Eye cancer

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Survival statistics for eye cancer

Survival statistics for eye cancer are very general estimates and must be interpreted very carefully. Because these statistics are based on the experience of groups of people, they cannot be used to predict a particular person’s chances of survival.

There are many different ways to measure and report cancer survival statistics. Your doctor can explain the statistics for eye cancer and what they mean to you.

Relative survival

Relative survival looks at how likely people with cancer are to survive after their diagnosis compared to people in the general population who do not have cancer, but who share similar characteristics (such as age and sex).

In Canada, a 5-year relative survival statistic is reported for eye cancer. The 5-year relative survival for eye cancer is 77%. This means that, on average, people diagnosed with eye cancer are 77% as likely to live 5 years after their diagnosis as people in the general population.

Survival by type, stage and location of the tumour

Survival varies with each type, stage (size of the tumour) and location of the eye cancer. The following factors can also affect survival for eye cancer.

  • Most eye melanomas grow slowly.
  • Generally, the earlier eye cancer is diagnosed and treated, the better the outcome.
  • Smaller eye tumours usually have a better prognosis than larger ones.
  • Tumours that are confined to the eye have a better outcome than those that have spread to distant parts of the body.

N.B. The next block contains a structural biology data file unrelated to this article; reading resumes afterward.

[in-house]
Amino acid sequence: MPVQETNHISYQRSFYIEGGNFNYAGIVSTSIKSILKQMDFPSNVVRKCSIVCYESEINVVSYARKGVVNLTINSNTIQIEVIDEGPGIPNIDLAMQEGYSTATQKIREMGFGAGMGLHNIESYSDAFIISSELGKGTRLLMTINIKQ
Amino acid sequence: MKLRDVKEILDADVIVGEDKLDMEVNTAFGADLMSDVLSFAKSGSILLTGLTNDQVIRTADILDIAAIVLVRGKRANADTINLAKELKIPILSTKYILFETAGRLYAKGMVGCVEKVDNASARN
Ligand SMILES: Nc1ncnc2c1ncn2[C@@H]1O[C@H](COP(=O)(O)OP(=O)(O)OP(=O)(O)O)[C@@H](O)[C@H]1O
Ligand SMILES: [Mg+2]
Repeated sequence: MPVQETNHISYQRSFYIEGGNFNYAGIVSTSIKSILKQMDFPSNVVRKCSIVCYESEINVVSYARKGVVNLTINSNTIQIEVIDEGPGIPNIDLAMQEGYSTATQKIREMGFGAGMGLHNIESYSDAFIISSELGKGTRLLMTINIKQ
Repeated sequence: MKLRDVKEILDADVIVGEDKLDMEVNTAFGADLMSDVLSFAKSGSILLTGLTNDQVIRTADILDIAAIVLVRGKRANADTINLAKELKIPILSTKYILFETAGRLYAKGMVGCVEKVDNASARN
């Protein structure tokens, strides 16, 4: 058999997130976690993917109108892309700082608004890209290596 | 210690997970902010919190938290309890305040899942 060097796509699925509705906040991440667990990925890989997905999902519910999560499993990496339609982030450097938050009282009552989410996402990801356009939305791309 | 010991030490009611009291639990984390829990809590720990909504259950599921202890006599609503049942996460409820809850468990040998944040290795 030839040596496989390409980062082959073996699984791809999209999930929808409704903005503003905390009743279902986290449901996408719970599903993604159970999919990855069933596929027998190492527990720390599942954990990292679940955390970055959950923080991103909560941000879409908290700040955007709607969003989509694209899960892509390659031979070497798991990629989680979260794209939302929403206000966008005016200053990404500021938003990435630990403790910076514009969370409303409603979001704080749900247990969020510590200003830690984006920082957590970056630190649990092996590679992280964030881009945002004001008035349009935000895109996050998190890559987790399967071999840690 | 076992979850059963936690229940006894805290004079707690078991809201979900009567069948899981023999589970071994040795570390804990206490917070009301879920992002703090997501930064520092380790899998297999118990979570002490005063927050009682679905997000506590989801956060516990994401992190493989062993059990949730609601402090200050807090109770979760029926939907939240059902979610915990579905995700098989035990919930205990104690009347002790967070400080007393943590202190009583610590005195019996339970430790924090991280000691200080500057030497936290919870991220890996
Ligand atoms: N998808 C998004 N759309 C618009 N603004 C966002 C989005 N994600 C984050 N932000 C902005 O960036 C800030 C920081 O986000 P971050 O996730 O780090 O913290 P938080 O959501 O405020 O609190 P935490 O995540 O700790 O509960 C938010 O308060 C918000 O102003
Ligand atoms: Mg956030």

There are no specific Canadian statistics available for the different stages or types of eye cancer. The following information comes from a variety of sources and may include statistics from other countries.

Intraocular melanoma survival
Location of tumour5-year relative survival





ciliary body

Difficult to determine because this tumour is rare, but generally has a poor prognosis.

For people with metastatic disease, the median survival is generally 2–9 months. Median survival is the period of time (usually months or years) at which half of the people with cancer are still alive. The other half will live less than this amount of time.

Questions about survival

People with cancer should talk to their doctor about their prognosis. Prognosis depends on many factors, including:

  • a person’s medical history
  • type of cancer
  • stage
  • characteristics of the cancer
  • treatments chosen
  • response to treatment

Only a doctor familiar with these factors can put all of this information together with survival statistics to arrive at a prognosis.


Brock Taraba Brock has been cancer free for over a decade, thanks to the support we received from the Canadian Cancer Society.

Read Brock's story

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